Ericmany, Ltd. v. Agu et al

Filing 6

TEMPORARY RESTRAINING ORDER: For the reasons stated in the attached Memorandum, plaintiff's request for a Temporary Restraining Order is granted in part and denied in part. Ordered by Judge Kiyo A. Matsumoto on 6/3/2016. (Fletcher, Camille)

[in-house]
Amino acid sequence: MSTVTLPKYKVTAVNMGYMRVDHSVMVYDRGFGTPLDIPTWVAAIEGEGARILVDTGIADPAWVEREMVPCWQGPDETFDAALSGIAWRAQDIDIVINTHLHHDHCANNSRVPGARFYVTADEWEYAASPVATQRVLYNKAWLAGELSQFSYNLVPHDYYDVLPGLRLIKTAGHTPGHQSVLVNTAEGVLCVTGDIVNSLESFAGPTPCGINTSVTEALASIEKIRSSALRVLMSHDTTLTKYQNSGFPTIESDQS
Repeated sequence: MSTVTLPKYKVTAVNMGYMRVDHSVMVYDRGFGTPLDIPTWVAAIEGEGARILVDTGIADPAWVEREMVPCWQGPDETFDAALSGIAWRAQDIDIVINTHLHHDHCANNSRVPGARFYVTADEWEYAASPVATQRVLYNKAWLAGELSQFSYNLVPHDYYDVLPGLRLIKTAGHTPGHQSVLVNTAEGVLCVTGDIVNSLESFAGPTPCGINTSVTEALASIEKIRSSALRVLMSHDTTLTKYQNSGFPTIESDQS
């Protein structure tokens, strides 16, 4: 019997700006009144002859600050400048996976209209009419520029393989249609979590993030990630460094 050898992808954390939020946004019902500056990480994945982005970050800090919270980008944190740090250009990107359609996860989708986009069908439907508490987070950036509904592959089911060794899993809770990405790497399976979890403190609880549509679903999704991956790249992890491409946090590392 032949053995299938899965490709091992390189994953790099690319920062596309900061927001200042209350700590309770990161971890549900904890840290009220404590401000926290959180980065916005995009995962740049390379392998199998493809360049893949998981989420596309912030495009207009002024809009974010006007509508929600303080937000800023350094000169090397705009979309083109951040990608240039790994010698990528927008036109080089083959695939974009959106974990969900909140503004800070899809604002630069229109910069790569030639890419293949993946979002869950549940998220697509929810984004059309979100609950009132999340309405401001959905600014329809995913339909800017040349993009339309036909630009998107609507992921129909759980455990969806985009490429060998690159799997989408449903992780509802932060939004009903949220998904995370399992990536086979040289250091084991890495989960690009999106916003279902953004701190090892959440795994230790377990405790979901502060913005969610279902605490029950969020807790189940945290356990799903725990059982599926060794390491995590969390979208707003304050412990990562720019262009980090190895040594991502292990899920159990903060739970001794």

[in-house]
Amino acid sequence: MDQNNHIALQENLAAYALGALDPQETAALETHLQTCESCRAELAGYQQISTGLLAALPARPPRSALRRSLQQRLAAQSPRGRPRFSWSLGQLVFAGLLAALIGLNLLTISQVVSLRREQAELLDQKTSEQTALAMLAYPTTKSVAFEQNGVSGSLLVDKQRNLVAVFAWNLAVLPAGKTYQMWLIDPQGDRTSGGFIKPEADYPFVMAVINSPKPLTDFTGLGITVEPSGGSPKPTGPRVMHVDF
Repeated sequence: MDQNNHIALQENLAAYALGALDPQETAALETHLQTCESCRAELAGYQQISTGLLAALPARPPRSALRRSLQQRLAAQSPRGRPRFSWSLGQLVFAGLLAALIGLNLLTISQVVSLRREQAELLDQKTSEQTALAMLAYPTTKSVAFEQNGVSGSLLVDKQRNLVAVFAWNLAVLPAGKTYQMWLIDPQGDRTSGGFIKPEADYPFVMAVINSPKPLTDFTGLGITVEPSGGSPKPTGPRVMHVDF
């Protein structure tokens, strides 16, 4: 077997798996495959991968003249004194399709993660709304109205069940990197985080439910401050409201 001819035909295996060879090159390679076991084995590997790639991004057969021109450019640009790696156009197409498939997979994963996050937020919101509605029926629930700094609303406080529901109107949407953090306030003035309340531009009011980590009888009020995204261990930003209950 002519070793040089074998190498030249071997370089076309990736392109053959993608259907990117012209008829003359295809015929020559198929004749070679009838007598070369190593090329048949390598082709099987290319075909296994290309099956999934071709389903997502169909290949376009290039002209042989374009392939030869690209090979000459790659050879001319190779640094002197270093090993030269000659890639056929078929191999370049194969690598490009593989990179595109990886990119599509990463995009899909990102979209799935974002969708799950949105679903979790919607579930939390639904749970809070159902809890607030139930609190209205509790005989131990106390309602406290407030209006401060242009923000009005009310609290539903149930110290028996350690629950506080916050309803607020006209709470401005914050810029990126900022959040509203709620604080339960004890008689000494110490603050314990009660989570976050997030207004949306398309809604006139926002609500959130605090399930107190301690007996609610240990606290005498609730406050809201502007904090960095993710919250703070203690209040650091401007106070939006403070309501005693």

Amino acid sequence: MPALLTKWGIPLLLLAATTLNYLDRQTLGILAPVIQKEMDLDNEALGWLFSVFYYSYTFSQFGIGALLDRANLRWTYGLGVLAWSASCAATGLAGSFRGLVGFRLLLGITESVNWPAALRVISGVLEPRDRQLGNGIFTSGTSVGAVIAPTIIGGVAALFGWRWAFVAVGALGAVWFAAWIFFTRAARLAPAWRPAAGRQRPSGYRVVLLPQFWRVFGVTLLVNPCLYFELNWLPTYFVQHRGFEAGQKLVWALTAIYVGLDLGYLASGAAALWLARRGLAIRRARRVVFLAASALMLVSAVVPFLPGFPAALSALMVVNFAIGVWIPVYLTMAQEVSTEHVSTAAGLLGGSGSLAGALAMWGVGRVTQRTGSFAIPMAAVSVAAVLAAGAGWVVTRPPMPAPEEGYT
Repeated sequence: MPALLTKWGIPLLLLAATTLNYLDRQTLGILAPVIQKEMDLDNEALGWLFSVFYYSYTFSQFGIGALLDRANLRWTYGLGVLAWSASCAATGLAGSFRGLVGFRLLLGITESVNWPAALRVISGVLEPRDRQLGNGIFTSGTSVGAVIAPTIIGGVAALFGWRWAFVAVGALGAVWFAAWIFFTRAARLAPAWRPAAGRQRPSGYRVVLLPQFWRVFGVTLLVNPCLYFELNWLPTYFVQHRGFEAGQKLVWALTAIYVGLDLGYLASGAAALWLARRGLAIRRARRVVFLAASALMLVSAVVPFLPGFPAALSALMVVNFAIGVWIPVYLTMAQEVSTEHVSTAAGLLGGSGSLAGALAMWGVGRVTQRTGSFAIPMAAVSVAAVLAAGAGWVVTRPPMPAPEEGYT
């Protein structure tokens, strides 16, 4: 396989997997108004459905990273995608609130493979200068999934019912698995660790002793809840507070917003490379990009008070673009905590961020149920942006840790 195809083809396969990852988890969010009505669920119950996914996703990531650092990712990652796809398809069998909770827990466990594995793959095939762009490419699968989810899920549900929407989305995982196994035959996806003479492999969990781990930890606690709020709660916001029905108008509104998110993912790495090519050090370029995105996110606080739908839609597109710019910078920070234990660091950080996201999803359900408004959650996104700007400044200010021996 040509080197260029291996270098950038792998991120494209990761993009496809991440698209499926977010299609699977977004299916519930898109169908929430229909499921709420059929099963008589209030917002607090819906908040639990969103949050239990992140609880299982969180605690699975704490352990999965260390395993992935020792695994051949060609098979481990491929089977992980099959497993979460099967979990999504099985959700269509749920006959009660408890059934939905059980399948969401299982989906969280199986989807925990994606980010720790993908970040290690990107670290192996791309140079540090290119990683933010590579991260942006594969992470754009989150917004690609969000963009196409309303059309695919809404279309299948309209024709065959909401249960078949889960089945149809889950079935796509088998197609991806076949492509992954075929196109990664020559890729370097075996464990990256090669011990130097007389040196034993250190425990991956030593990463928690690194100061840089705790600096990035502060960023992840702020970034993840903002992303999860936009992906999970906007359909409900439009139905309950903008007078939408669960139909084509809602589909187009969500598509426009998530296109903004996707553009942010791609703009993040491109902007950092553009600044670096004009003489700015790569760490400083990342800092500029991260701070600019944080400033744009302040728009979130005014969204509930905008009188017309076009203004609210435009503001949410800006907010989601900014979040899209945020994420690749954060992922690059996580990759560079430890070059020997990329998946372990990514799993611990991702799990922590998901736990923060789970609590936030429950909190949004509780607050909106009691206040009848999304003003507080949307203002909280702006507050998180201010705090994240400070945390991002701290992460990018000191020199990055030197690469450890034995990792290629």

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UNITED STATES DISTRICT COURT EASTERN DISTRICT OF NEW YORK --------------------------------------X ERICMANY LTD., TEMPORARY RESTRAINING ORDER Plaintiff, 16-CV-2777 -againstDOUGLAS JACK AGU D\B\A RUNTOWN, BUGU ANETO OKEKE, BUG MEDIA LIMITED, BUG ENTERTAINMENT & MEDIA LIMITED, NIYI FATOGUN, VIBESLAND ENTERTIANMENT, LLC, SAVOY ENTERTAINMENT CENTER, LEVEL 13 ULTRA LOUNGE, Defendants. --------------------------------------X MATSUMOTO, United States District Judge: Plaintiff EricMany Ltd. (“Plaintiff” or “EricMany”), a Nigerian music label, brings this action, based upon a contract between plaintiff and defendant, Douglas Jack Agu (“Runtown”), a Nigerian recording artist and resident, seeking injunctive relief against Runtown and Bugu Aneto Okeke, a Nigerian resident, Nigerian corporations, Bug Media Limited and Bug Entertainment and Media Limited, 1 Niyi Fatogun, a resident of Brooklyn, New York, and his corporation Vibesland Entertainment, 2 1 Hereinafter, references to the “Mr. Okeke” or “Bugu defendants” include Bugu Aneto Okeke, Bug Media Limited and Bug Entertainment and Media Limited. 2 Hereinafter, references to the “Mr. Fatogun” or the “Vibesland defendants” include Niyi Fatogun and Vibesland Entertainment, LLC. LLC, a New York entity. 3 Presently before the court is plaintiff’s request for a temporary restraining order (“TRO”) to enjoin Runtown from appearing, performing or participating in any live show, performance or concert in the United States. Further, plaintiff seeks to enjoin the other named defendants from scheduling, promoting, advertising or arranging any shows, performances or concerts, featuring and/or including Runtown. Background Plaintiff alleges breach of its agreement between EricMany Ltd. and defendant Runtown, dated August 7, 2015 (“the Agreement”). See Affidavit of Prince Okwudili Umenyiora (“Umenyiora Aff.”) ¶ 9-10, ECF No. 2 at 17-18 and Agreement, ECF No. 2 at 27-32. 4 Runtown is the sole act signed to EricMany. See Umenyiora Aff. ¶ 2, ECF No. 2 at 16. The exclusive Agreement is applicable “worldwide” and provides, inter alia, for a renewal by mutual consent for sixty-months, and the parties’ mutual agreement to produce, promote, market, perform and release three albums. See Agreement ¶¶ 1, 4, ECF No. 2 at 27-29, Umenyiora 3 Plaintiff also named Savoy Entertainment Center and Level 13 Ultra Lounge as defendants in this action. Those parties, however, were dismissed on consent of plaintiff at the June 2, 2016 Show Cause Hearing. 4 Hereinafter, page number cites refer to pagination assigned by the court’s electronic filing system, ECF. 2 Aff. ¶ 3, ECF No. 2 at 17. The Agreement also provides that it is terminable by either party upon three months written notification, and that any disputes be governed by the laws and processes of the Federal Republic of Nigeria. Id. ¶¶ 9-10, ECF No. 2 at 14. Plaintiff alleges that it invested over $600,000 into Runtown’s recording and musical career, including a debut album entitled “Ghetto University” and that Runtown has breached their Agreement by planning a “world tour” with the other defendants, but without EricMany’s consent or involvement. Umenyiora Aff. ¶¶ 5, 9, ECF No. 2 at 17. Runtown, with the assistance of his manager, defendant Bugu Aneto Okeke, allegedly entered into agreements with Niyi Fatogun, via his music promotion company Vibesland Entertainment, to promote Runtown’s U.S. tour. Umenyiora Aff. ¶¶ 9-10, ECF No. 2 at 17-18; Complaint ¶¶ 22-23. The U.S. tour was to begin on June 3, 2016 in California where Runtown was to perform at two clubs. Umenyiora Aff. ¶ 22, ECF No. 2 at 21. Further, plaintiff has alleged that Runtown and the Bugu defendants have made defamatory statements about EricMany via social media. Id. at ¶ 21, ECF No. 2 at 21. Plaintiff seeks to temporarily restrain and enjoin defendants from singing, performing, promoting and permitting the performance of Runtown at any venue until a hearing on its 3 request for a preliminary injunction. See generally ECF No. 2. On June 1, 2016, this court issued an Order to Show Cause and ordered service on all defendants by email or facsimile no later than 10:00 a.m. EDT on June 2, 2016, but reserved decision on the TRO until the Show Cause Hearing. On June 2, 2016 at 2:00 p.m., the court held a Show Cause Hearing. At the hearing plaintiff’s counsel and Niyi Fatogun in his individual capacity, and on behalf of his company Vibesland Entertainment, appeared. Runtown nor the Bugu defendants appeared. At the hearing, plaintiff’s counsel represented and Mr. Fatogun agreed that Runtown has since expressed his intent, via social media and by letter, to leave the EricMany label. 5 Mr. Fatogun provided the following testimony which the court found credible: Runtown and Mr. Bugu traveled to Brooklyn, New York to engage Mr. Fatogun’s promotion services. As a result of that meeting, the parties agreed that Mr. Fatogun would organize a promotional tour in the U.S. for Runtown’s debut album “Ghetto University,” and post Runtown’s appearances on Vibesland’s social media pages. The first leg of the tour would be focused on club appearances where Runtown would not receive compensation 5 Because of the expedited nature of the proceedings, the transcript is not available. 4 for his appearances. The parties expected that the publicity created by the first leg of the U.S. tour would lead to more YouTube views and iTunes purchases of Runtown’s music, and ultimately to paid performances at concerts and festivals. Mr. Fatogun spoke with EricMany about his plans to promote Runtown and received what he thought was approval from EricMany. EricMany’s counsel responded that EricMany was not involved in Runtown’s engagement with Vibesland and learned of the relationship from social media. After Mr. Fatogun learned of the dispute between Runtown, the Bugu defendants and EricMany, Mr. Fatogun told all parties that he wanted no involvement and canceled Runtown’s appearances at the two clubs in California. Further, Mr. Fatogun stated his intention to end his engagement with Runtown and the Bugu defendants unless and until plaintiff and Runtown confirm in writing that he and Vibesland may promote Runtown. In the meantime, Mr. Fatogun stated that, the planned U.S. tour will be cancelled and Mr. Fatogun will remove all promotional materials relating to Runtown’s tour from all mediums within his control. Mr. Fatogun has not posted any negative information on social media regarding plaintiff or Runtown. Mr. Fatogun requested that he and Vibesland be dismissed from this action. 5 Legal Standards “[T]he standard for relief applicable to a temporary restraining order is the same as for a preliminary injunction.” 19 Fed. Proc., L. Ed. § 47:80 (2016). In order to prevail on a motion for a preliminary injunction and, therefore, on a TRO, a party must establish: “(1) irreparable harm in the absence of the injunction and (2) either (a) a likelihood of success on the merits or (b) sufficiently serious questions going to the merits to make them a fair ground for litigation and a balance of hardships tipping decidedly in the movant’s favor.’” MyWebGrocer, LLC v. Hometown Info., Inc., 375 F.3d 190, 192 (2d Cir. 2004) (quoting Merkos L'Inyonei Chinuch, Inc. v. Otsar Sifrei Lubavitch, Inc., 312 F.3d 94, 96 (2d Cir. 2002)). The irreparable harm requirement is “the single most important prerequisite for the issuance of a preliminary injunction.” Rodriguez v. DeBuono, 175 F.3d 227, 234 (2d Cir. 1999) (per curiam) (internal quotations omitted). “Irreparable injury is one that cannot be redressed through a monetary award. Where money damages are adequate compensation a preliminary injunction should not issue.” JSG Trading Corp. v. Tray–Wrap, Inc., 917 F.2d 75, 79 (2d Cir. 1990). “To establish irreparable 6 harm, plaintiffs must demonstrate an injury that is neither remote nor speculative, but actual and imminent.” Tucker Anthony Realty Corp. v. Schlesinger, 888 F.2d 969, 975 (2d Cir. 1989) (internal quotations omitted). Discussion Based upon the complaint, affirmations of plaintiff and plaintiff’s counsel, supporting exhibits, the testimony and arguments at the Show Cause Hearing on June 2, 2016, and for the reasons stated herein, the court grants plaintiff’s request for a TRO against Runtown and the Bugu defendants and the court denies plaintiff’s requests for a TRO against Mr. Fatogun and Vibesland Entertainment. The terms of the TRO are provided herein. The parties shall appear for a preliminary injunction hearing before the assigned Judge, the Honorable Margo Brodie, on June 14, 2016 at 11:00 a.m. in Courtroom 6F North at the United States Courthouse, 225 Cadman Plaza East, Brooklyn, N.Y. 11201. A. Plaintiff has provided specific facts establishing that it will suffer immediate and irreparable harm. EricMany Ltd. seeks a temporary restraining order to prevent imminent irreparable harm that will occur before the hearing on the preliminary injunction scheduled for June 14, 2016. Plaintiff’s CEO, Prince Okwudili Umenyiora (a/k/a “Dili”) 7 has provided specific facts establishing that irreparable harm is imminent: Plaintiff has invested approximately $600,000 into producing Runtown’s debut album “Ghetto University” and developing Runtown’s career; Runtown is the sole artist signed to EricMany. Umenyiora Aff. ¶¶ 2, 5, 8, ECF No. 2 at 16-17. Vibesland announced, on its Instagram page, that Runtown was participating in a U.S. tour. Umenyiora Aff. ¶¶ 9-10, ECF No. 2 at 17-18. The tour was scheduled to begin on June 3, 2016 in California. See id. ¶ 22, ECF No. 2 at 22. Although plaintiff is under an exclusive worldwide contract with Runtown, plaintiff was excluded from planning the tour and is not mentioned in Runtown’s U.S. tour materials. Umenyiora Aff. ¶¶ 9-10, ECF No. 2 at 17-18 and Agreement ¶ 1 ECF No. 2 at 27-32. Plaintiff’s CEO, Mr. Umenyiora, further asserts that Runtown’s exclusion of plaintiff when participating in “industry activity” 6 will cause irreparable harm to EricMany’s reputation, goodwill and professional standing, and will be viewed, by the Nigerian music industry and others as a departure by Runtown from the plaintiff’s label. Id. ¶¶ 13-17, ECF No. 2 at 19-20. Further, Runtown’s departure will likely discourage other artists from 6 The term “industry” is defined by the Agreement as the “music and entertainment industry.” See Agreement ¶ 1, ECF No. 2 at 28. 8 signing with EricMany in the future. Id. ¶ 17, ECF No. 2 at 20. Plaintiff further asserts that Runtown is the only artist signed to EricMany, and that Runtown’s departure will effectively bankrupt and render EricMany a defunct entity. Id. ¶ 14, ECF No. 2 at 19. Plaintiff has no other revenue streams and Runtown’s departure and continued exclusion of plaintiff from his “industry activity” is likely to prevent plaintiff from recouping its $600,000 investment. Umenyiora Aff. ¶¶ 4, 5, 13, 14, ECF No. 2 at 17, 19. “[W]hen courts cannot establish and measure the injury in terms of money, courts have found irreparable harm.” Coastal Distrib., LLC v. Town of Babylon, No. 05 CV 2032 JS ETB, 2006 WL 270252, at *3 (E.D.N.Y. Jan. 31, 2006), aff’d as modified, 216 F. App’x 97 (2d Cir. 2007) (citing, Inc. v. Verio, Inc., 356 F.3d 393, 404 (2d Cir. 2004)). “Loss of goodwill and injury to reputation are injuries that are difficult to measure in dollars, and thus, these types of injuries are irreparable harm.” Coastal Distribution, 2006 WL 270252, at *3 (citing Wright, Miller & Kane, supra § 2948.1). “Furthermore, loss of business opportunities and relationships with clients who could ‘produce an indeterminate amount of business over years to come’ are also hard to measure in dollars and are properly considered 9 irreparable harm.” Coastal Distrib., 2006 WL 270252, at *3 (quoting, Inc., 356 F.3d at 393). Here, EricMany has shown that he is at risk of significant financial and reputational damage which will likely lead to a loss of business opportunities, relationships and potentially even bankruptcy. EricMany is likely to suffer harm because of the promotions relating to Runtown’s proposed U.S. tour as EricMany was excluded from all the promotional materials. Runtown, with the assistance of the Bugu defendants have excluded EricMany from Runtown’s “industry activities” as evidenced by their unilateral engagement of Vibesland. Such exclusion appears to contravene the exclusivity provision of the Agreement and will likely cause EricMany financial and reputational losses. Further, Runtown has made defamatory statements about EricMany on social media that are likely to cause serious reputational harm to EricMany and may lead to a loss of business opportunities. The totality of potential losses that EricMany will likely face from Runtown’s actions are incalculable on this record. As plaintiff’s evidence indicates, Nigerian music is on the verge of crossing over into North American popular music as demonstrated by Nigerian musical artist WizKid’s performance on 10 the number one single “One Dance” by Drake, a recording artist who is popular in Canada and the U.S. 7 As noted by plaintiff’s submissions, WizKid and Runtown have collaborated on at least two Runtown songs that plaintiff produced; these songs have received over three million YouTube views to date. 8 Umenyiora Aff. ¶¶ 7-8, ECF No. 2 at 10. WizKid’s rise into the consciousness of North American popular culture will undoubtedly raise Runtown’s profile in North America and in other markets. It will be virtually impossible to quantify the losses that EricMany will suffer if it is not affiliated with Runtown during this critical time for Nigerian music. The harm that Runtown’s actions may cause to EricMany has already been recognized by the Federal High Court in Lagos, Nigeria. The Nigerian court issued an interim injunction dated May 20, 2016, that enjoins Runtown from, among other things, “attending or participating at any musical, artistic shows or concert as a singer, musical artiste or performer . . . without 7 Drake’s “One Dance” (ft. WizKid and Kyla) has been number one on the Billboard Hot 100 chart for three straight weeks. See (last visited June 2, 2016 at 9:30 a.m.). 8 See LAGOS TO KAMPALA (Official Music Video) - Runtown ft. Wizkid, and BEND DOWN PAUSE (Official Music Video) - Runtown ft. Wizkid & Walshy Fire, 11 the Plaintiff[’s] prior approval, during the duration of the Artiste agreement between the Plaintiff and [Runtown].” Nigerian Court Order, ¶ 1, ECF No. 2 at 37. Without determining whether the Nigerian court’s order is binding on this court, this court nonetheless finds that the Nigerian court’s injunction weighs in favor of granting a temporary restraining order against Runtown because another court of competent jurisdiction has already enjoined defendant Runtown from performing as a singer, musical artiste or performer, etc. Therefore, plaintiff has established that it is at risk for imminent and irreparable harm as a result of actions by Runtown and the Bugu defendants. 9 See Ticor Title Ins. Co. v. Cohen, 173 F.3d 63, 69 (2d Cir. 1999) (where the Second Circuit affirmed the district court’s finding of irreparable harm, noting that “it would be very difficult to calculate monetary damages that would successfully redress the loss of a relationship with a client that would produce an indeterminate amount of business in years to come”); Coastal Distrib., 2006 WL 270252, at *3 (noting that “loss of business opportunities and 9 Based on credible testimony by Mr. Fatogun at the Show Cause Hearing, the court finds that plaintiff failed to establish irreparable harm as to Mr. Fatogun and Vibesland Entertainment. Therefore, the court denies plaintiff’s request for a TRO as to Mr. Fatogun and Vibesland Entertainment. 12 relationships with clients who could ‘produce an indeterminate amount of business over years to come’ are also hard to measure in dollars and are properly considered irreparable harm”) (quoting, Inc., 356 F.3d at 393). B. With respect to Runtown and the Bugu defendants, plaintiff has established (1) a likelihood of success on the merits and (2) serious question going to the merits making them fair ground for litigation and a balance of hardships tipping deciding in plaintiff’s favor. Second Circuit case law requires that a party show not only irreparable harm but also either “(a) a likelihood of success on the merits or (b) sufficiently serious questions going to the merits to make them a fair ground for litigation and a balance of hardships tipping decidedly in the movant’s favor.” MyWebGrocer, LLC v. Hometown Info., Inc., 375 F.3d 190, 192 (2d Cir. 2004). Given the facts presently before the court, it is likely that plaintiff will be successful on the merits arising from Runtown’s alleged breach, with the assistance of the Bugu defendants, of Runtown’s agreement with plaintiff. The Agreement contains a choice of law provision which states that Nigerian law and processes govern disputes arising under the Agreement. See Agreement ¶ 10, ECF No. 2 at 31-32. Notwithstanding the present lack of submissions regarding Nigerian contract law and 13 the Agreement’s dispute resolution provision under Nigerian law, plaintiff has presented evidence indicating that defendant Runtown, assisted by the Bugu defendants, have taken actions that appear to be in direct contravention of several provisions in the Agreement, and that Runtown has engaged in “industry activity” with the Bugu defendants without EricMany’s consent or involvement. These actions may constitute a breach of the Agreement. Some of the provisions that are likely to be crucial to a breach of contract analysis are: • Para 1: The Agreement “shall apply worldwide in all terrestrial environments and markets known and unknown. . . . Artiste shall not enter into similar agreement, or agreement dealing with the same subject-matter as is provided for herein, with any third party, save and except as . . . may be herein provided for.” Agreement, ECF No. 2 at 27-32. • Para 2: “Parties also vouch to refrain and to abstain from any and all activity or activities which reasonably can result in the circumvention of and or competition with the legal and personal interest(s) of the other Party.” Id. 14 • Para 3: “Professional, all-aspects management, promotion, third party dealings and representation of the Artiste and of work(s) of the Artiste either by the Label personally or outsourced to an agreeable third party promoter or other specialist agency. . . .” Id. • Para 3: “Securing live shows and performances, in public or by private treaty, whereat the Artiste performs before an audience or audiences. . . .” Id. • Para 4: “[I]n a situation wherein the Artiste favorably considers industry activity or opportunity—including press conferences and matters in the public domain— nevertheless outside the Agreement, the Artiste shall immediately notify the Label in sufficient detail. . . .” Id. Here, plaintiff asserts that Runtown, assisted by the Bugu defendants, entered into agreements with other parties and engaged promoters that organized and booked the U.S. tour without EricMany’s consent or involvement. These actions appear to be in violation of certain terms of the Agreement, and therefore, plaintiff likely has a meritorious breach of contract claim against Runtown. The court has evaluated the current record and it 15 finds “sufficiently serious questions going to the merits to make them a fair ground for litigation and a balance of hardships tipping decidedly in the movant’s favor.” MyWebGrocer, LLC v. Hometown Info., Inc., 375 F.3d 190, 192 (2d Cir. 2004). As discussed above, plaintiff has presented evidence of a myriad of actions taken by Runtown, assisted by the Bugu defendants, which appear to run in direct contravention of the Agreement. These circumstances present serious questions that may require further court intervention in order to reach a resolution. In fact, the plaintiff and Runtown are litigating in two forums; this court and in the Nigerian Federal High Court. Further, the balance of hardships tips decidedly in plaintiff’s favor as it is likely EricMany will suffer not only loss of his investment and financial opportunities, but will likely suffer irreparable harm due to reputational damage, insolvency and becoming a record label without a recording artist because of Runtown and the Bugu defendants’ actions. 10 Roso-Lino Beverage Distrib., Inc. v. Coca-Cola Bottling Co. of N.Y., 749 F.2d 124, 125-26 (2d Cir. 1984) (finding that plaintiff’s loss of distributorship with defendant, an ongoing relationship representing many years of 10 Because Runtown and the Bugu defendants failed to appear or submit opposition papers, despite having notice of the plaintiff’s application, the court considers a record devoid of their opposition. 16 effort and the livelihood of its husband and wife owners, tips in favor of plaintiff). Thus, plaintiff has satisfied the second prong of the Second Circuit’s test for establishing adequate grounds for a temporary restraining order against Runtown and the Bugu defendants. C. Plaintiff’s attorney has certified in writing the efforts made to give notice to the defendants. Plaintiff’s counsel made several attempts to contact and notify all named defendants regarding plaintiff’s intention to seek an Order to Show Cause and application for a TRO. Plaintiff’s counsel spoke to representatives for two of the named defendants on May 28, 2016 and May 30, 2016 and put them on notice that EricMany would be making the present application. See ECF No. 2 at 7-8. On May 30, 2016, after several attempts to reach the other defendants, but with no avail, plaintiff’s counsel emailed all defendants and advised that the plaintiff would be seeking a temporary restraining order. Id. Further notice to, and service on, the defendants of the Order to Show Cause by email or facsimile was approved by the Court’s June 1, 2016 Order because Runtown’s alleged June 3, 2016 performance was only two days away, and the Show Cause hearing regarding the TRO was scheduled for June 2, 2016 at 2 p.m. Plaintiff’s counsel 17 represented to the court at the Show Cause Hearing that on June 1, 2016, she served all defendants via email with the Order to Show Cause. Nonetheless, the only defendants to appear on June 2, 2016 were the Vibesland defendants. They opposed the TRO as to themselves and asked that they be dismissed from this action. Based on Mr. Fatogun’s credible testimony at the Show Cause Hearing and for the reasons set forth above, the court denies plaintiff’s application for a TRO against Mr. Fatogun and Vibesland Entertainment. The court advised the Vibesland defendants that it would respectfully defer their requests for dismissal for decision by the Honorable Judge Brodie. Accordingly, it is hereby ORDERED that sufficient reason having been shown, therefore, pending the hearing of plaintiff’s application for a preliminary injunction, pursuant to Fed. R. Civ. P. Rule 65 on June 14, 2016 at 11 a.m. before the Honorable Margo Brodie in Courtroom 6F North, Runtown and the Bugu defendants are temporarily restrained and enjoined from singing, appearing, hosting, performing, promoting, arranging, facilitating, scheduling, advertising or permitting the performance of Douglas Jack Agu “Runtown” at any venue on or after June 3, 2016; and it 18 is further ORDERED that because plaintiff had no knowledge of scheduled performances or promotions by or involving Runtown, other than the performances in the two California clubs and the promotional tour organized by the Vibesland defendants, and because the Vibesland defendants have canceled said tour and agreed to cease all promotional activities on the Vibesland defendants’ social media accounts and all other Vibesland promotional vehicles relating to Runtown, the court orders that plaintiff post a bond of $5,000 to cover the costs and damages sustained by any party found to have been wrongfully restrained pursuant to the Temporary Restraining Order, as provided in Fed. R. Civ. P. 65(c); and it is further ORDERED that actual notice by personal service or otherwise of a copy of this order upon the defendants or their counsel on or before June 7, 2016, be deemed good and sufficient service. SO ORDERED. Dated: June 3, 2016 7:45 p.m. Brooklyn, New York _______ ___/s/__ Kiyo A. Matsumoto United States District Judge 19